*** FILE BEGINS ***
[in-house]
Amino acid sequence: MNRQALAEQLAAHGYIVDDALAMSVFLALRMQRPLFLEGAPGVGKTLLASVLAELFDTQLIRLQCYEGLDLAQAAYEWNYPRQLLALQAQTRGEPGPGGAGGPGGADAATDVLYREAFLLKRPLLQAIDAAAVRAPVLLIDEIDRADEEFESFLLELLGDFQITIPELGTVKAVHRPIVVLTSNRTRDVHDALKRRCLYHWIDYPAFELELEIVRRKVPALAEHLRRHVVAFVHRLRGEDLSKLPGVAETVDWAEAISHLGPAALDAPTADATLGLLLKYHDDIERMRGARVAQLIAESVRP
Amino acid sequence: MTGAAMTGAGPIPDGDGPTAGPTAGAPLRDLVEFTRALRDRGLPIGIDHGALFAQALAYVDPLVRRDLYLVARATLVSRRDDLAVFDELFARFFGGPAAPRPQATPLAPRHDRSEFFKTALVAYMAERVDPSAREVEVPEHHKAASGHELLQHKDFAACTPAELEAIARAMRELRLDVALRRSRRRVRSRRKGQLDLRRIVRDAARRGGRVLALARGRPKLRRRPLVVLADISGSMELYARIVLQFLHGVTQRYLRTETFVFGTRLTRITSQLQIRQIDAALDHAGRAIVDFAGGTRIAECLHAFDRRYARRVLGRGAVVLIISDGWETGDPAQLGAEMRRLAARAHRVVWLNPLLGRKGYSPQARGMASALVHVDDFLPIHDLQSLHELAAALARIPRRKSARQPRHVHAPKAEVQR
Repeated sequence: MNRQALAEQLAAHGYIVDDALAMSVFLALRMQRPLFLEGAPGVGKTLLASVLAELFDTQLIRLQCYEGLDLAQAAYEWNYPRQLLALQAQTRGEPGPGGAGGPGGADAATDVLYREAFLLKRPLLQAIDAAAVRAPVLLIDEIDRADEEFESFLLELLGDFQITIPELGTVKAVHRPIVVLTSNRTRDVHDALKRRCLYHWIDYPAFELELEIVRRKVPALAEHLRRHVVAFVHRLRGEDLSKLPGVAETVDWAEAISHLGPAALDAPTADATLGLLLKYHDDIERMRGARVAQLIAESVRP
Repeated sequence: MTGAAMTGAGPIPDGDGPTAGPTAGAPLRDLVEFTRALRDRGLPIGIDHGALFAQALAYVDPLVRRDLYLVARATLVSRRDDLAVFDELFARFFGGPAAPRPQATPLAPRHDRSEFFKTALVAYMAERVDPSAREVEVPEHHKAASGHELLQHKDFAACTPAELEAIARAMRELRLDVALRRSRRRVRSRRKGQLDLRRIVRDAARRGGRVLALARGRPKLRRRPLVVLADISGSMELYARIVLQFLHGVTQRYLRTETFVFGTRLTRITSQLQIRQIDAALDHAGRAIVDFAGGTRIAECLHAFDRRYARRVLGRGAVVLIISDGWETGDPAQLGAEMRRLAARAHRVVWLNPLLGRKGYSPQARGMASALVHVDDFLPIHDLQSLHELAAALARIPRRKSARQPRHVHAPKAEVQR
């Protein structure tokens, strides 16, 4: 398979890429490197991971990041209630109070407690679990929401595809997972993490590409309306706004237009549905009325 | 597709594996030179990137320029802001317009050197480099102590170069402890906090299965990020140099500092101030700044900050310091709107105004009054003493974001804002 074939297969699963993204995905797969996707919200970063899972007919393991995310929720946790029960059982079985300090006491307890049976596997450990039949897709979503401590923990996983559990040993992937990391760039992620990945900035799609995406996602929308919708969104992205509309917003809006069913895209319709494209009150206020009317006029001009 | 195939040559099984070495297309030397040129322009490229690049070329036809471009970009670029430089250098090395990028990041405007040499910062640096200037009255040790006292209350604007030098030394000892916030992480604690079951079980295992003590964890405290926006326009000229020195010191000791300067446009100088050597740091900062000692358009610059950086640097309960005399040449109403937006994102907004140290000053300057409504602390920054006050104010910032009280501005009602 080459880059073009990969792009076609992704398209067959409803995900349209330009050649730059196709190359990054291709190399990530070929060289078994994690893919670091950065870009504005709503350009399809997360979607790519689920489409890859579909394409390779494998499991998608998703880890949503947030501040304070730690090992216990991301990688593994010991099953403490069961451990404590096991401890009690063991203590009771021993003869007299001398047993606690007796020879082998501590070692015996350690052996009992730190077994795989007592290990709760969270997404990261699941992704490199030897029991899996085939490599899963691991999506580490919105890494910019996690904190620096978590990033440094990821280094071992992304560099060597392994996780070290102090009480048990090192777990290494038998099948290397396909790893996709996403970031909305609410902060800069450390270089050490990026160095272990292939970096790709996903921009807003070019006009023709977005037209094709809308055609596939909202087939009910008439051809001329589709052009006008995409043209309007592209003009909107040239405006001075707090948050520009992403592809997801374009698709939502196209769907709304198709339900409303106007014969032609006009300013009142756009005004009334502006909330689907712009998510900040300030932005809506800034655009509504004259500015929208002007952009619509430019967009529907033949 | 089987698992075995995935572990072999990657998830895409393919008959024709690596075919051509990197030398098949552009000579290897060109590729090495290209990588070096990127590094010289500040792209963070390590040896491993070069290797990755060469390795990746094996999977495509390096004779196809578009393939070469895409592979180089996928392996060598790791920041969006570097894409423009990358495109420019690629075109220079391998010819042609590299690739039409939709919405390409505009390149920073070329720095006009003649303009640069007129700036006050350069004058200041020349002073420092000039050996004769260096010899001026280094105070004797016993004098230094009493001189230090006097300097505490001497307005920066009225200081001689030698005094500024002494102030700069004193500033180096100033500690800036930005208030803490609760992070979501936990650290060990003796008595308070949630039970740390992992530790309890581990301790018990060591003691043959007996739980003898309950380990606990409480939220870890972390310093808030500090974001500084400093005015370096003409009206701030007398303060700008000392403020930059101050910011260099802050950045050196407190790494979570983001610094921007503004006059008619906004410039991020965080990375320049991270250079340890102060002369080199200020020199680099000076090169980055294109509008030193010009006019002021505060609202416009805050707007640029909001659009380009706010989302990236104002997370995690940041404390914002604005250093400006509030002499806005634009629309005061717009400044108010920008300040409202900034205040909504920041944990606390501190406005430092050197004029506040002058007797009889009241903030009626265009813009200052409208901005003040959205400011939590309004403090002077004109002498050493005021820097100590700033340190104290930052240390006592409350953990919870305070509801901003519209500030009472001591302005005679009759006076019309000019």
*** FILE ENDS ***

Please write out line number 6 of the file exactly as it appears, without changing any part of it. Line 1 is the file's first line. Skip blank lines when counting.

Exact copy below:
């Protein structure tokens, strides 16, 4: 398979890429490197991971990041209630109070407690679990929401595809997972993490590409309306706004237009549905009325 | 597709594996030179990137320029802001317009050197480099102590170069402890906090299965990020140099500092101030700044900050310091709107105004009054003493974001804002 074939297969699963993204995905797969996707919200970063899972007919393991995310929720946790029960059982079985300090006491307890049976596997450990039949897709979503401590923990996983559990040993992937990391760039992620990945900035799609995406996602929308919708969104992205509309917003809006069913895209319709494209009150206020009317006029001009 | 195939040559099984070495297309030397040129322009490229690049070329036809471009970009670029430089250098090395990028990041405007040499910062640096200037009255040790006292209350604007030098030394000892916030992480604690079951079980295992003590964890405290926006326009000229020195010191000791300067446009100088050597740091900062000692358009610059950086640097309960005399040449109403937006994102907004140290000053300057409504602390920054006050104010910032009280501005009602 080459880059073009990969792009076609992704398209067959409803995900349209330009050649730059196709190359990054291709190399990530070929060289078994994690893919670091950065870009504005709503350009399809997360979607790519689920489409890859579909394409390779494998499991998608998703880890949503947030501040304070730690090992216990991301990688593994010991099953403490069961451990404590096991401890009690063991203590009771021993003869007299001398047993606690007796020879082998501590070692015996350690052996009992730190077994795989007592290990709760969270997404990261699941992704490199030897029991899996085939490599899963691991999506580490919105890494910019996690904190620096978590990033440094990821280094071992992304560099060597392994996780070290102090009480048990090192777990290494038998099948290397396909790893996709996403970031909305609410902060800069450390270089050490990026160095272990292939970096790709996903921009807003070019006009023709977005037209094709809308055609596939909202087939009910008439051809001329589709052009006008995409043209309007592209003009909107040239405006001075707090948050520009992403592809997801374009698709939502196209769907709304198709339900409303106007014969032609006009300013009142756009005004009334502006909330689907712009998510900040300030932005809506800034655009509504004259500015929208002007952009619509430019967009529907033949 | 089987698992075995995935572990072999990657998830895409393919008959024709690596075919051509990197030398098949552009000579290897060109590729090495290209990588070096990127590094010289500040792209963070390590040896491993070069290797990755060469390795990746094996999977495509390096004779196809578009393939070469895409592979180089996928392996060598790791920041969006570097894409423009990358495109420019690629075109220079391998010819042609590299690739039409939709919405390409505009390149920073070329720095006009003649303009640069007129700036006050350069004058200041020349002073420092000039050996004769260096010899001026280094105070004797016993004098230094009493001189230090006097300097505490001497307005920066009225200081001689030698005094500024002494102030700069004193500033180096100033500690800036930005208030803490609760992070979501936990650290060990003796008595308070949630039970740390992992530790309890581990301790018990060591003691043959007996739980003898309950380990606990409480939220870890972390310093808030500090974001500084400093005015370096003409009206701030007398303060700008000392403020930059101050910011260099802050950045050196407190790494979570983001610094921007503004006059008619906004410039991020965080990375320049991270250079340890102060002369080199200020020199680099000076090169980055294109509008030193010009006019002021505060609202416009805050707007640029909001659009380009706010989302990236104002997370995690940041404390914002604005250093400006509030002499806005634009629309005061717009400044108010920008300040409202900034205040909504920041944990606390501190406005430092050197004029506040002058007797009889009241903030009626265009813009200052409208901005003040959205400011939590309004403090002077004109002498050493005021820097100590700033340190104290930052240390006592409350953990919870305070509801901003519209500030009472001591302005005679009759006076019309000019």